One of Ethiopia’s previous capitals, Gondar, is a stop on the historical tour route of Ethiopia and a city Cara and were finally able to visit last month. The Gonderine period was part of Ethiopia’s Solomonic empire and features its own distinctly stylized cross, typically circular with twelve mini cross points that represent each of the apostles (or at least that’s how the abbot at Debre Libanos explained it), which was what drew me. Cara was hooked on the idea of seeing a castle and the hundred angels adorning the roof of the church, Debre Birhan Selassie.
There is a castle in this post but this is not it.
Before going on about the trip, I know I have to address the Gondar / Gondor issue. Gondar, with an “A” (or an “E” sometimes, Amharic doesn’t use the Latin alphabet), is a city in Ethiopia while Gondor, with an “O” is a kingdom in Middle Earth, often confused with its capital, Minas Tirith. I think the confusion comes from the phrase “Gondor calls for aid” that the steward of Minas Tirith famously ignored leading to the battle of the Pelennor Fields, which is an interesting parallel to the earlier battle on the plain of Dagorlad but that is probably enough of a digression.
If it piques your interest, there are interesting comparisons (besides the names) between Gondar, the “Camelot of Africa” and Gondor’s capital. There’s the Citadel of Minas Tirith, mirrored in the castle complex of Fasil Ghebbi. Meanwhile, Tolkien’s Gondor, part of a Christian allegory, is the setting of a story of kin-strife and betrayal, while Ethiopia’s Gondar was the seat of a Christian empire and its history includes a father’s conversion to Catholicism, betrayal of his Orthodox subjects, and his son’s subsequent restitution and return to the faith. Sound familiar? Lastly, while I don’t want to overplay or underplay the conflicts in the region, we did have to delay visiting Gondar because the Regional Security Officer here discouraged travel due to an “increase of grenades in the region.”
That’s a warning that bears some unpacking and in light of this, Cara and I did have some concerns about the trip. However, as has been the case every time we’ve traveled around Ethiopia, we had an incredible visit to Gondar and experienced nothing more concerning than some scenes on the walls of Debre Birhan Selassie that could have been ripped out of Dante’s Inferno.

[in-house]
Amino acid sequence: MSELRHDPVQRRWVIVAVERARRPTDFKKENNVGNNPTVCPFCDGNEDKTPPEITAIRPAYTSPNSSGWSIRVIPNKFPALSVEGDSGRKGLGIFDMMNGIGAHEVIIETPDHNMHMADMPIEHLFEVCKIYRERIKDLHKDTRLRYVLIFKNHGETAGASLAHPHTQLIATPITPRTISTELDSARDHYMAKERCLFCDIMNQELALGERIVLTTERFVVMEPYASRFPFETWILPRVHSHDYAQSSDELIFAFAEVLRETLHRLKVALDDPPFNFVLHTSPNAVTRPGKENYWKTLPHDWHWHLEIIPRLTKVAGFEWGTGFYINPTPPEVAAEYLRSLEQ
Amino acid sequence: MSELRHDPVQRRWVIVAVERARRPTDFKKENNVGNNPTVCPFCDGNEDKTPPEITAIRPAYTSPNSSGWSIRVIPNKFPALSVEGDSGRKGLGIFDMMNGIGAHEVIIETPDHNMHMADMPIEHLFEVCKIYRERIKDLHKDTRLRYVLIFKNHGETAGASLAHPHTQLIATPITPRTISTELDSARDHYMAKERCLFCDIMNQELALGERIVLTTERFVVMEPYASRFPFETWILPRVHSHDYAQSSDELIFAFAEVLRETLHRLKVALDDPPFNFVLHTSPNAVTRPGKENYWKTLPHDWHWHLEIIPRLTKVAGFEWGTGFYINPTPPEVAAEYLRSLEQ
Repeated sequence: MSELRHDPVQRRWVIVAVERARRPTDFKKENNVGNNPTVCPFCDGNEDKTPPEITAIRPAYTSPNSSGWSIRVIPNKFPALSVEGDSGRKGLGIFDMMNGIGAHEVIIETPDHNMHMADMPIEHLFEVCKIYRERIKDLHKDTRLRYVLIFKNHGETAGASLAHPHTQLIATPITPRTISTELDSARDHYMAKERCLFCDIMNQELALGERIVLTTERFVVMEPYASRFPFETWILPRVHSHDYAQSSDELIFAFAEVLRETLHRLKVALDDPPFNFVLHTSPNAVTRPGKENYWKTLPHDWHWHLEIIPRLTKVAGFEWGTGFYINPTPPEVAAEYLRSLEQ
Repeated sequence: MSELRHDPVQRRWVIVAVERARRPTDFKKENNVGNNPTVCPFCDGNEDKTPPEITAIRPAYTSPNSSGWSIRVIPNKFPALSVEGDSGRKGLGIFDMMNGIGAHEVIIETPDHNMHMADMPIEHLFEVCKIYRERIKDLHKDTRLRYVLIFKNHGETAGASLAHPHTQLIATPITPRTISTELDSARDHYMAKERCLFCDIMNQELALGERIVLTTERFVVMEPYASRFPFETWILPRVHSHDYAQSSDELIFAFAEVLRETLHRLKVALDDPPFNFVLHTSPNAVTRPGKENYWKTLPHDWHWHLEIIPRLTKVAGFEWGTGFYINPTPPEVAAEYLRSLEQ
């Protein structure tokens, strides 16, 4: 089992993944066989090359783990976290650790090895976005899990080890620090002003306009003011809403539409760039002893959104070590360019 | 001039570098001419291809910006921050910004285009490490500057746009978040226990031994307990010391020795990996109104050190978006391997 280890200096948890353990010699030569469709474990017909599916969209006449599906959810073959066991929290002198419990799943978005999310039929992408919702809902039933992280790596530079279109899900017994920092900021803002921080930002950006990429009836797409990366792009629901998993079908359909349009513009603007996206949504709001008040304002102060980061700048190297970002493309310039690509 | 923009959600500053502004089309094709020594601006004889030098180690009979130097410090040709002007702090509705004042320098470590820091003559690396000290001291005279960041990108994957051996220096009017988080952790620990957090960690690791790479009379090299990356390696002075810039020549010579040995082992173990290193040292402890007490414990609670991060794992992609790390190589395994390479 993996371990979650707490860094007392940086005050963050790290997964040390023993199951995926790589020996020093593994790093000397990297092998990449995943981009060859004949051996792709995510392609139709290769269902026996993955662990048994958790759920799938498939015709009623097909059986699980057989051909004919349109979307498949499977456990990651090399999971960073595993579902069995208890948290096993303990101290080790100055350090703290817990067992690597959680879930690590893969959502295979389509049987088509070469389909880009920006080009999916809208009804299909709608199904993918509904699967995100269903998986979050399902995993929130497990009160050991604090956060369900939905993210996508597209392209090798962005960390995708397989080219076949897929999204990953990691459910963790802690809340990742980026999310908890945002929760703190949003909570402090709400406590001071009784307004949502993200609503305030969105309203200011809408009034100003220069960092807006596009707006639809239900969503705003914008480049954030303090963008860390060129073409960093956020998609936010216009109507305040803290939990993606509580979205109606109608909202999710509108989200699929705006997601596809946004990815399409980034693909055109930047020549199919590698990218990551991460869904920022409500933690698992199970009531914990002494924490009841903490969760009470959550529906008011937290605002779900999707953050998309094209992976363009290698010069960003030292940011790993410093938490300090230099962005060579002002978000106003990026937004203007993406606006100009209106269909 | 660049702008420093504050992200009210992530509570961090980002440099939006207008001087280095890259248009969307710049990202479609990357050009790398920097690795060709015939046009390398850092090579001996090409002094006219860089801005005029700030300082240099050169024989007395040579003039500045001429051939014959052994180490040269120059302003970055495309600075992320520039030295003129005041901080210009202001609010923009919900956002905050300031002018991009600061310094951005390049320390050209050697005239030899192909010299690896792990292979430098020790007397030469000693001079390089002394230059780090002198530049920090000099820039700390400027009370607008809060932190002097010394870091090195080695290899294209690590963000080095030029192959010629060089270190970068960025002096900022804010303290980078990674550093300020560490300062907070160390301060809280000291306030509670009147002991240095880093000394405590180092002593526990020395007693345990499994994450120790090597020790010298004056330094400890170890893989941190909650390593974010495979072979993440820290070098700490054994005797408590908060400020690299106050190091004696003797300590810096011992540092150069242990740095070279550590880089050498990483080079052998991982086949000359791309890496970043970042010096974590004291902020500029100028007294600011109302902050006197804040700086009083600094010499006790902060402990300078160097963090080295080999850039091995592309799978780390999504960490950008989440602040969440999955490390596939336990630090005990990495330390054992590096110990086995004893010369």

This isn’t even the scary wall. Pictured here is just a little warfare, possibly the Sudanese dervishes who attacked the church.
Upon arriving in Gondar and checking in at the Lodge du Chateau (a fitting name for a great hotel right next to the Royal Enclosure), we walked to the church, Debre Birhan Selassie to see the angels.
It took a couple circumambulations to get in, as we tried to locate the entrances. I’m still not sure we used the correct procedure but as pictured here, men seemed to go in the left door, women the right, and then there are separate exits further along the left and right hand walls, also one for each sex. Between chants, the whole building is sealed up tight but if you ever visit, don’t worry too much about timing. In Ethiopia, it’s either chant o’clock or ten minutes till.
Entering the church was less than awe-inspiring, at first. But as more doors opened and the afternoon light spilled in, the paintings on the walls came to life. Pictured above are clergy entering the church (from the front, left door) and the Holy Trinity (Father, Son, and Holy Ghost) above the crucifixion of Jesus.
The art brings up a lot of questions, which I wish my Amharic was good enough to articulate. God represented as three pale guys is oddly surprising, even as I feel like I shouldn’t be surprised by the patriarchy and the paleness combined. Then there’s Jesus’ cry of “My God, why have you forsaken me?” in direct contrast with the presence of the three above him. And finally, the separation of the Son above and Jesus below. My, albeit limited, understanding of the original schism between Catholic and Orthodox churches is that it was theologically centered on the nature of Christ. The Roman Catholics (and the Lutherans later, the religion I grew up in) consider Christ to have two natures, God and Man, while the Ethiopian Orthodox church teaches that he has one nature, perfectly unifying humanity and divinity.